Summer Autism: Puppy camp lets autistic children learn about dogs

Children with autism often make a connection with animals – especially dogs. A camp near Rochester, N.Y., lets children with autism and other developmental disabilities, as well as neurotypical children, learn about brand new puppies. The camp is run by a married couple who breed Labrador retrievers, and the wife in that couple is an autism specialist at a local school district.

SPENCERPORT — Lauren Erlichman and Martin Yesowitch might not have spent their wedding anniversary how they expected this year, but the date was memorable nonetheless.

The Canal Road couple, who tied the knot on July 7, 2007, breeds Labrador retrievers. Their canine companions made sure their anniversary was extra special — and numerically aligned.

“We had our litter this week — seven puppies on 7/7,” Yesowitch says. That was just days after helping their 4-year-old dog, Macie, deliver her pups. “We got married on 7/7/07, and we had seven puppies on the 7th with our first puppy.”

That’s pretty amazing. Then again, so is the work that Erlichman and Yesowitch do.

For the second year, the couple is running the Labs of Love Puppy Camp for children ages 7 to 15. Kids learn about training and feeding dogs, as well as health issues, caring for the animals and running a kennel.

Some children learn even more valuable lessons.

Many kids in the week-long sessions have developmental disabilities such as autism, and Erlichman, an autism specialist with the Spencerport Central School District, said the puppies help those children socialize and become more confident.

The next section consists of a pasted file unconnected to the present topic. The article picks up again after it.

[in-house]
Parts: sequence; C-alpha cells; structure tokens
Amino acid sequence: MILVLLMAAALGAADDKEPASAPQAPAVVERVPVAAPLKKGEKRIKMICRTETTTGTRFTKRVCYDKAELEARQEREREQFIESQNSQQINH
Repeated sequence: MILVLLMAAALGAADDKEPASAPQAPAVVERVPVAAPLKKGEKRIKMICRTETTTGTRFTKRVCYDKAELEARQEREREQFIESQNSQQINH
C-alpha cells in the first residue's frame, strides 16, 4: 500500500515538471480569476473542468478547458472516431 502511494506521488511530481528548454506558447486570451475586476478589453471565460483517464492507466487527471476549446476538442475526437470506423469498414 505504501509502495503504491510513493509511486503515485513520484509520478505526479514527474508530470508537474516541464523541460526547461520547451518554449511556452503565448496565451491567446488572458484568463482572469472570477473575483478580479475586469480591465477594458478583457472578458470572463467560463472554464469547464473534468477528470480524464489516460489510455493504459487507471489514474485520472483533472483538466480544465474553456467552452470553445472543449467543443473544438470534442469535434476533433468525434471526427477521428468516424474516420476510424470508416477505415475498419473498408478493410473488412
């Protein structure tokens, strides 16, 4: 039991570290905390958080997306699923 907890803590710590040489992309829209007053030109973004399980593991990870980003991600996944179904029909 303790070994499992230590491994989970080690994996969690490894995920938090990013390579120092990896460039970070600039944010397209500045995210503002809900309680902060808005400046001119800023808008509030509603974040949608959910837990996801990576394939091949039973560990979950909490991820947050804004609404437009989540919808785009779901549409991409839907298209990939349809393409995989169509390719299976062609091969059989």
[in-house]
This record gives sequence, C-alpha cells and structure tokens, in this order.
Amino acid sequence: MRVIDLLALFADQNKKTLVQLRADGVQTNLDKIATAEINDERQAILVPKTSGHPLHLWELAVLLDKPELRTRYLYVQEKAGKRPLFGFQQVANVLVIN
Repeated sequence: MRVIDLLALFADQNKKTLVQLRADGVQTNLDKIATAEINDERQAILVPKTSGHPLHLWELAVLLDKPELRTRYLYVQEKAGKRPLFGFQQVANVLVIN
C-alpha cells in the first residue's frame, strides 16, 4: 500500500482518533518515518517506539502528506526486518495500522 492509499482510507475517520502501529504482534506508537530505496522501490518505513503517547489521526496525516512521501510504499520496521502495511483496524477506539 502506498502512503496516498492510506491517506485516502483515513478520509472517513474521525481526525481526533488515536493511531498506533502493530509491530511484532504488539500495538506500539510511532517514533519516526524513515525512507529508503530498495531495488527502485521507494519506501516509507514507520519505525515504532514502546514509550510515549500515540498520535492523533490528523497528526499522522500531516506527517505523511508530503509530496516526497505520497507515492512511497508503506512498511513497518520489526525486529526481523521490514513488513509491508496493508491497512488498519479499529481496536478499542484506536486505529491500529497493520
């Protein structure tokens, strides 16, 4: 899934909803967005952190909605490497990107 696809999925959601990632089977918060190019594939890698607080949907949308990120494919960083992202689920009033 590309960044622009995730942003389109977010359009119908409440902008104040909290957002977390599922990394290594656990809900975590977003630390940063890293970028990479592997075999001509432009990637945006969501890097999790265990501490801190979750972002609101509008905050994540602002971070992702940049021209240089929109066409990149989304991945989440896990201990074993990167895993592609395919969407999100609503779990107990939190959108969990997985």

“Animals speak a non-verbal language with people,” Erlichman says, paraphrasing Temple Grandin, a noted author and speaker who has autism and whose life story was detailed in an HBO movie named for her.

“There’s no talking back. They’re more in control,” she said.

via It’s pure puppy love at Spencerport summer camp | | Democrat and Chronicle.

Autism and Summer: Learning social skills

Some kids spend the summer learning archery, the backstroke or tennis. Some children with autism are working this summer on their social skills – an area where autistic people often need help.

The Treatment and Research Institute for Autism Spectrum Disorders at the Vanderbilt Kennedy Center in Nashville is  holding a Social Skills Summer Camp this summer. Campers 7 to 11 years old work on basic social skills; 12- to 14-year-old campers continue to learn social skills and build on them with field trips; campers  15 to 21 years old learn social skills and early on-the-job skills.

In Wisconsin, a group of parents, teachers and others started an 8-week Social Summer Experience for autistic children. And The Autism Project in Rhode Island is offering a variety of social skills classes for children on the autism spectrum this summer.

In Lawrence, Kansas, a high school for autistic students offers a summer course on socialization with field trips to a variety of community settings.

From an outsider’s point of view, the scene looked pretty chaotic as students and staff from Free State High School’s summer autism program took a trip to a restaurant.

Of the dozen students on the outing, several were yelling, one was crying, and others expressed emphatically that they simply didn’t want to eat there.

One by one, staff members worked to calm the students.

The program and the community outings are all part of social skills lessons the program emphasizes during the summer months when the students are away from regularly scheduled classes.

“These kids need to be out in the community as much as anybody else,” said staff member Emily Hughes. “Our biggest goal is to help them learn how to be independent.”

via Free State High School’s summer autism program encourages social interaction /